The Checklist Manifesto: How to Get Things Right by Atul Gawande is one of the best books I’ve read. The book has interesting stories about Wal-Mart’s response to Hurricane Katrina, and David Lee Roth’s demand that all brown M&M’s be removed from his bowl in his dressing room.
There are two types of Checklists a DO-CONFIRM and READ-DO. Below is an excerpt from the book.
When you’re making a checklist, (Daniel) Boorman explained, you have a number of key decisions. You must define a clear pause point at which the checklist is supposed to be used (unless the moment is obvious, like when a warning light goes on or an engine fails). You must decide whether you want a DO-CONFIRM checklist or a READ-DO checklist. With a DO-CONFIRM checklist, he said, team members perform their jobs from memory and experience, often separately: But then they stop. They pause to run the checklist and confirm that everything that was supposed to be done was done. With a READ-DO checklist, on the other hand, people carry out the tasks as they check them off-it’s more like a recipe. So for any new checklist created from scratch, you have to pick the type that makes the most sense for the situation.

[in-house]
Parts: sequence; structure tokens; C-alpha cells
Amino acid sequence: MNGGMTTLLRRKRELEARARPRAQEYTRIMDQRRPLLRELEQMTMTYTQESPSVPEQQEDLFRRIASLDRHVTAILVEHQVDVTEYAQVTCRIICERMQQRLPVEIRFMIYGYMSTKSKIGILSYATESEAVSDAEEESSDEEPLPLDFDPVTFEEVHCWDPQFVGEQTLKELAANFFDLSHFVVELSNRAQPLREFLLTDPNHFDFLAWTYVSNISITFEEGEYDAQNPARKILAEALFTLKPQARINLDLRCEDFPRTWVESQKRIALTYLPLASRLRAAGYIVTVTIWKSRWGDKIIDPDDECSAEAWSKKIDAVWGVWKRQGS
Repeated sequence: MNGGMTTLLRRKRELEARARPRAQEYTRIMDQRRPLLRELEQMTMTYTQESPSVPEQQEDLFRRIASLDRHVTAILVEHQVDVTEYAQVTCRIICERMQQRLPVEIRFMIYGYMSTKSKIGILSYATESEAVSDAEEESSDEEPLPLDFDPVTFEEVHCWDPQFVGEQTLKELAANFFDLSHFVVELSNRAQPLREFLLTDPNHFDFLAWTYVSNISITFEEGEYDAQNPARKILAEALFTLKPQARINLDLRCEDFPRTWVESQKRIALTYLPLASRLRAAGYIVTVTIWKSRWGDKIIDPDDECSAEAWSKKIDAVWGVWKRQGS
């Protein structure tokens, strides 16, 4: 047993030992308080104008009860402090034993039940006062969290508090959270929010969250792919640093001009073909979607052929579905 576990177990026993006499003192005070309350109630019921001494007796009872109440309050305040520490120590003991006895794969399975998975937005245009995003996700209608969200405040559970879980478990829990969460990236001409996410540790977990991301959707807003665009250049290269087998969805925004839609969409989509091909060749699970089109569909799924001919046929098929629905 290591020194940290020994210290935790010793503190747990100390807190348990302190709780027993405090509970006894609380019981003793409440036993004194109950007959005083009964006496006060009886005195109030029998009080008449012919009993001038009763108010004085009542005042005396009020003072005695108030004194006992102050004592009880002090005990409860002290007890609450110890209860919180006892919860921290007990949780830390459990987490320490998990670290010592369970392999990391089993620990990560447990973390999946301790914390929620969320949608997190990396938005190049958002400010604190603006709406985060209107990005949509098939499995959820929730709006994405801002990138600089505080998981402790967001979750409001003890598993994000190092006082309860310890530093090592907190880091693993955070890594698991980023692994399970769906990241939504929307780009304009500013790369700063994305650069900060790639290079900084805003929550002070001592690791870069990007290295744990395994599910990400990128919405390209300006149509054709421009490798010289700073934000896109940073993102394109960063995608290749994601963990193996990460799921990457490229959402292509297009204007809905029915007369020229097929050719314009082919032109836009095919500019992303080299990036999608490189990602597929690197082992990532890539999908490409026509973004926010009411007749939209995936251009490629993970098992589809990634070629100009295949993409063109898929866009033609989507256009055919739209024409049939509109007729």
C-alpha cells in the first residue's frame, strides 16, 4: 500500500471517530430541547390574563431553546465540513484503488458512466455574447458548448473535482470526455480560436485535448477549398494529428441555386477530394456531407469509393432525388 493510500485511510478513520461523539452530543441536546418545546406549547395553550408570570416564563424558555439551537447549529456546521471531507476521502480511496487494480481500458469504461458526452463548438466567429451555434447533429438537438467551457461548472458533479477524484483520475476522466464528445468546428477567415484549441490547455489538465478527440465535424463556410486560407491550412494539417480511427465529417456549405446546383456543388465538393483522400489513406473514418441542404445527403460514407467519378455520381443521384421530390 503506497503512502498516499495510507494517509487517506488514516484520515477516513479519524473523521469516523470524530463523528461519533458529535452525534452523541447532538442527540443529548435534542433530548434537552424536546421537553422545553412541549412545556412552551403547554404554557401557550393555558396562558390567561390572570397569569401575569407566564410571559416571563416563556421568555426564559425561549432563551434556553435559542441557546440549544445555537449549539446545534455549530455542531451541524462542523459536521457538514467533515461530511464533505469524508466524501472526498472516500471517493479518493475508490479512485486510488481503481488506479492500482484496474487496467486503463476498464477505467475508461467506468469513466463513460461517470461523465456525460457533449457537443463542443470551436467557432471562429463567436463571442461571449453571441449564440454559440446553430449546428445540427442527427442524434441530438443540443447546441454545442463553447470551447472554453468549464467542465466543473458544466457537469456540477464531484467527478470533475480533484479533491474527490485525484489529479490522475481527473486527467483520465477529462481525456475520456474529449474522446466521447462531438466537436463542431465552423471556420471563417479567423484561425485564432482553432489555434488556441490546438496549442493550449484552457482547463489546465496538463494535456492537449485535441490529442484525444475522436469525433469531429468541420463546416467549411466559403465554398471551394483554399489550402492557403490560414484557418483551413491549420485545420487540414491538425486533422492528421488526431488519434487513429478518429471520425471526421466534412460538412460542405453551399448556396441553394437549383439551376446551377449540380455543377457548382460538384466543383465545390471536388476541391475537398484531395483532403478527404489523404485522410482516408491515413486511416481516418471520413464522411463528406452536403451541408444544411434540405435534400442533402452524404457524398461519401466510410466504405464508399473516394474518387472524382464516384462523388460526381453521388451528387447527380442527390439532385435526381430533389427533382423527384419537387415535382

The checklist cannot be lengthy: A rule of thumb some use is to keep it to between five and nine items, which is the limit of working memory. Boorman didn’t think one had to be religious on this point.
“It all depends on the context,” he said. “In some situations you have only twenty seconds. In others, you may have several minutes.”
But after about sixty to ninety seconds at a given pause point, the checklist often becomes a distraction from other things. People start “shortcutting.” Steps get missed. So you want to keep the list short by focusing on what he called “the killer items” –the steps that are most dangerous to skip and sometimes overlooked nonetheless. (Data establishing which steps are most critical and how frequently people miss them are highly coveted in aviation, though not always available.)
The wording should be simple and exact, Boorman went on, and use the familiar language of the profession. Even the look of the checklist matters. Ideally; it should fit on one page. It should be free of clutter and unnecessary colors. It should use both uppercase and lowercase text for ease of reading.
I would like to start sharing checklists for the building industry. Below is a PDF containing a checklist for making a checklist and a Window-Door checklist (Form). Please leave any comments you’re interested in sharing.